The field of pharmacokinetics, the study of how drugs interact with the human body, has undergone significant advancements since the mid-20th century. This article explores key milestones and innovations in the understanding of pharmacodynamics and pharmacokinetics, particularly within the context of anesthesia. From the early correlations of EEG with sedative effects to the latest developments in precision medicine, these advancements have revolutionized the practice of anesthesiology.
- Correlation of EEG with Nitrous Oxide (1949)
In 1949, Faulconer et al. made a groundbreaking discovery by correlating the electroencephalogram (EEG) with the sedative and anesthetic effects of nitrous oxide. This marked a crucial step in understanding the pharmacodynamics of anesthetics.
- Thiopental Pharmacokinetics Simulation (1960)
In 1960, Price simulated the pharmacokinetics of thiopental, shedding light on how drugs distribute and eliminate from the body. This laid the foundation for more complex pharmacokinetic studies.
- Invention of MAC and Extended Simulation (1963)
In 1963, Eger extended the simulation techniques to inhaled anesthetics and introduced the concept of Minimum Alveolar Concentration (MAC). This innovation allowed for the quantification of anesthetic potency.
- Population Pharmacokinetics (1972-1997)
Sheiner and Rosenberg pioneered the use of computer models to predict pharmacokinetics in individuals, leading to the development of the population principle. This principle became instrumental in tailoring drug dosages for diverse patient populations.
- Effect Site Concept (1978)
Hull introduced the effect site concept in 1978, providing a more comprehensive understanding of how drugs affect the body over time.
- NONMEM and Parameter Estimation (1978-1986)
Sheiner and Beal developed methods for estimating parameters controlling drug behavior and created the Nonlinear Mixed-Effects Model (NONMEM). This software allowed for the estimation of population pharmacokinetics, enhancing drug dosing precision.
- Target Controlled Infusion (TCI) (1980s)
Schwilden and Stoeckel devised the target-controlled infusion system, enabling precise maintenance of target drug concentrations, particularly in anesthesia.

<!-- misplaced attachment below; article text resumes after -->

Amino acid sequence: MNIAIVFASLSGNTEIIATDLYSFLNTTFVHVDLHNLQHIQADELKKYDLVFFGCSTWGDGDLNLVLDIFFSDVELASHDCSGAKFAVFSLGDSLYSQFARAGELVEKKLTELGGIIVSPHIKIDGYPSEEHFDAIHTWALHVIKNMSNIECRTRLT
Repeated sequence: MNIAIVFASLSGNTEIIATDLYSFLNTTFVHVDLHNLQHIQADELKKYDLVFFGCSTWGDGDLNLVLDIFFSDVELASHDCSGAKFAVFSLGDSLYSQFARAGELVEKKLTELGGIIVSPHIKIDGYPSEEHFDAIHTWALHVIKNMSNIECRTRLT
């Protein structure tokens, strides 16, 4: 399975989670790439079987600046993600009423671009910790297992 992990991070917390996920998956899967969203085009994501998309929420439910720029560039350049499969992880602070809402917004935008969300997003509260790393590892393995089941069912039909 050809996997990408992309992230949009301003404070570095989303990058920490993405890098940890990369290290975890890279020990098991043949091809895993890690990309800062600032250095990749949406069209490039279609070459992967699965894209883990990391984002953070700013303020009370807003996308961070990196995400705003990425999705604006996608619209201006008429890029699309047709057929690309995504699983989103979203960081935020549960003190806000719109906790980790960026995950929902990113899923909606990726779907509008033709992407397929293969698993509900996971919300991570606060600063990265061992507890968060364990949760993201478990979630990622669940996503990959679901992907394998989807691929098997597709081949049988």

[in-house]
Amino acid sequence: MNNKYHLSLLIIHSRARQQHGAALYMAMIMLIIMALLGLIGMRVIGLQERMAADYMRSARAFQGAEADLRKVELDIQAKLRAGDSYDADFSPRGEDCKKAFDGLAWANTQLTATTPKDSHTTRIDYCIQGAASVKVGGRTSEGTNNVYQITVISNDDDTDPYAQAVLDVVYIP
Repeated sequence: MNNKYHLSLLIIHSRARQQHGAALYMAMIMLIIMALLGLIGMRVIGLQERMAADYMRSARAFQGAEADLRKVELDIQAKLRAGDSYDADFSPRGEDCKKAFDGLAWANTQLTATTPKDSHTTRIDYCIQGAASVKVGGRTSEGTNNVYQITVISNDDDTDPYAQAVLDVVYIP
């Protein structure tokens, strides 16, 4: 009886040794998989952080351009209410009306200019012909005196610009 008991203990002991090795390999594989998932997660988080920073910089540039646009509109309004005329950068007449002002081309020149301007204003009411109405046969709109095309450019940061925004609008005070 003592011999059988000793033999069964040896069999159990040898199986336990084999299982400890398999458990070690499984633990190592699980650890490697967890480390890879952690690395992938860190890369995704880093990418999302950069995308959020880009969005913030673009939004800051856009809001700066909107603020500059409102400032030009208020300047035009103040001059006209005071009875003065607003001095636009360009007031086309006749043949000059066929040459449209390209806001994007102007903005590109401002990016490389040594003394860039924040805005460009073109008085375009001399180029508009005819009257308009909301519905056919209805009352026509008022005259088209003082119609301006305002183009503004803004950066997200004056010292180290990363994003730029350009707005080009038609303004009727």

- EEG Spectral Edge and Response to Stimulation (1983-1995)
Rampil related EEG “spectral edge” to the response to noxious stimulation, offering valuable insights into monitoring patient responses during surgery.
- Algorithms for Target Concentrations (1990s)
Shafer developed algorithms for targeting both plasma and effect site concentrations, a critical step in improving the safety and efficacy of drug administration.
- Context-Sensitive Half-Time (1991)
Hughes et al. defined the concept of the context-sensitive half-time, a parameter crucial for understanding drug kinetics in varying clinical scenarios.
- Remifentanil Kinetic-Dynamic Model (1992-2001)
Glass and Sebel applied Sheiner and Beal’s concepts to develop the Minto kinetic-dynamic model for remifentanil, which is now widely used for TCI of this potent analgesic.
- Muscle Relaxant Dose-Effect Model (1990s)
Fisher et al. created a dose-effect model for muscle relaxants that did not rely on plasma concentration measurements, simplifying clinical practice.
- Population Pharmacokinetic Analysis (1996-2007)
Sheiner demonstrated that population pharmacokinetic analysis could be conducted with incomplete data. He proposed that a single clinical trial, combined with causal evidence of effectiveness, could justify drug approval.
- The “Getting the Dose Right” Concept (2005)
Stanski emphasized the importance of precise dosing, coining the phrase “Getting the Dose Right” to underscore the significance of accurate drug administration.
- The Schnider Model and TCI for Critically Ill Patients (1989-1999)
The Stanford group, led by Schnider, developed a pharmacokinetic-pharmacodynamic model of propofol, considering age and gender as covariates. This led to the development of TCI for sedating critically ill patients.
- Response Surface Methods and Drug Interactions (1998-2004)
Minto and the Stanford team initiated response surface methods to characterize drug interactions, including context-dependent time courses, providing valuable insights for combination therapies.
- Front End Pharmacokinetics (1994-2005)
Henthorn, Avram, and Krejcie demonstrated that accurate initial drug dosing required consideration of “front end” pharmacokinetics, ensuring the safety and efficacy of drug administration.
- Precision Medicine and Pharmacogenomics (2000s-2020)
Advancements in pharmacogenomics have enabled personalized drug dosing based on individual genetic variations. This approach has enhanced patient safety and optimized drug efficacy.
The evolution of pharmacokinetics and its applications in the field of anesthesia has been a journey of remarkable scientific discovery and innovation. From early EEG correlations to sophisticated computer modeling, target-controlled infusion systems, and precision medicine, these advancements have greatly improved patient safety and outcomes in the world of anesthesia. The journey continues as researchers and clinicians strive to refine drug administration techniques and further our understanding of drug behavior in the human body to provide the best possible care for patients.